Mack had the built-in excuse that both players got themselves in trouble. They both spent significant time in the doghouse and each served suspensions, which didn’t help their case. While that could also be used as another example of the culture rot under Mack, it also gave him a loophole. He doesn’t have that luxury with a player like Jaxon Shipley.

Talent comes in many forms, and Mack could waste it all. The way in which Jaxon Shipley has been underutilized in his first three years is almost criminal. Shipley The Younger may have been even better than Jordan was, but he’s never had the opportunity to show it. In 2013, Shipley’s talents were wasted running short crossing routes or digs and he averaged a paltry 10.5 yards per catch.

The excuse for that was Case McCoy and his Nerf gun arm. Of course, why a program of Texas’ caliber was reduced to a Division II talent and a true freshman as QB options was the subject of part 1 of this series.

The inability to use talent spread throughout the program. Kenny Vaccaro was an outstanding talent that could have been used as a devastating weapon by a capable defensive coordinator. Instead, after a breakout junior season, Vaccaro’s talents were largely wasted in 2012. Vaccaro was a victim of both a defensive coordinator more interested in drawing up exotic blitzes in the dirt and the need to try to clean up the mistakes that were happening all around him.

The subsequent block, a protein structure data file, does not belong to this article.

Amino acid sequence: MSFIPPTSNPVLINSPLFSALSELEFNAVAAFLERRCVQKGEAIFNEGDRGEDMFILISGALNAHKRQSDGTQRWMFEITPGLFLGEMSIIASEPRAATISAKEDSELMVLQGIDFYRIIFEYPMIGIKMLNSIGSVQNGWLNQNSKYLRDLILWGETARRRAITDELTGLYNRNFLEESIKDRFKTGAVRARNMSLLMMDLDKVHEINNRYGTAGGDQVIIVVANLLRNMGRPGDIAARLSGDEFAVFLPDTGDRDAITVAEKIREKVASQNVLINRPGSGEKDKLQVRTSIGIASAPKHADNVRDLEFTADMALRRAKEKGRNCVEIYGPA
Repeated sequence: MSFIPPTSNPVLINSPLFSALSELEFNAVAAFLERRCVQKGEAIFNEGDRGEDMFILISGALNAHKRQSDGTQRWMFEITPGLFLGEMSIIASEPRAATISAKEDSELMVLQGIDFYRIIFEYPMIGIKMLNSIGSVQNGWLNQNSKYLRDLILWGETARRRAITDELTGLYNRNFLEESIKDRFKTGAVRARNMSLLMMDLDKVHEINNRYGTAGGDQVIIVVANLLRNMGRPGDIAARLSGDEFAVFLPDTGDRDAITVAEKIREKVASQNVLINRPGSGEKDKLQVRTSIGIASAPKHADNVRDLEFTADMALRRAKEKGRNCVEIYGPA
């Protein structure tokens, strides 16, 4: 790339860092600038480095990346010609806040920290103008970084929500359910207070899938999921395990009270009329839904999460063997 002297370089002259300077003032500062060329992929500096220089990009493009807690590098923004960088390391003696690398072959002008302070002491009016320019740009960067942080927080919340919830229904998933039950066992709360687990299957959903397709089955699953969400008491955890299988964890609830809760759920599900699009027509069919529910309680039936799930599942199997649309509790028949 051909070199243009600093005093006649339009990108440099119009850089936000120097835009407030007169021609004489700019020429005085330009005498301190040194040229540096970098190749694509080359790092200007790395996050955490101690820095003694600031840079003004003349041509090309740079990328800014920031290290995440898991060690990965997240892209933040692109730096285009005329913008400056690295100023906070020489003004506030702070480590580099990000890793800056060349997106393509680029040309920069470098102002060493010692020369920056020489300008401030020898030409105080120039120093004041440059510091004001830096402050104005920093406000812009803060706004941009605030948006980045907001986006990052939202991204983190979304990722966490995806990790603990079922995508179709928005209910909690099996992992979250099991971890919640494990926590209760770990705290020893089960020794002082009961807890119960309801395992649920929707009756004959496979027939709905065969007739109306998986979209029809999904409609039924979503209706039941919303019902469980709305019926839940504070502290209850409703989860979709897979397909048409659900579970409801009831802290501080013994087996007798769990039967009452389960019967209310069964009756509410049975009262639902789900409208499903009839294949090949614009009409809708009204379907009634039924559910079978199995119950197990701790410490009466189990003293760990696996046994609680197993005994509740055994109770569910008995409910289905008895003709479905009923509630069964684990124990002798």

Similar wastes litter the current roster. Peter Jinkens was forced into action in 2012 when the Longhorns needed somebody to play linebacker.  He flashed loads of potential, resulting in high hopes for his sophomore season.  Yet Jinkens looked so lost in 2013 that there were times Greg Robinson used both of his middle linebackers at the same time.

Steve Edmond is another example of the lack of player development in recent years.  The new coaching staff has raved about his athleticism this spring.  That from a guy who looked slow and incapable of reading plays under the prior regime. For both players it is unclear if the new staff will have time to salvage their careers.

One of the truths of college football is that not everyone makes it. Every program will bring in highly touted recruits only to see them fizzle. The problem with the players mentioned here is that they did produce, sometimes at a high level. However, misuse and lack of development limited or has limited their ability to fulfill their potential. It ultimately cost Mack his job and will make things tough on Charlie Strong and his staff as they try to rebuild the program.

Trying to identify and develop the talent they inherit will be a challenging exercise for Strong’s staff until they can remold the program with their own guys.  However, the recent spring game showed some encouraging signs.  Mykkele Thompson, a player that some thought would be an attrition candidate, flashed some serious skills at safety, a position of particular disrepair in recent year.  There was even a DeMarco Cobbs sighting.  Now let’s just hope it carries over to the fall.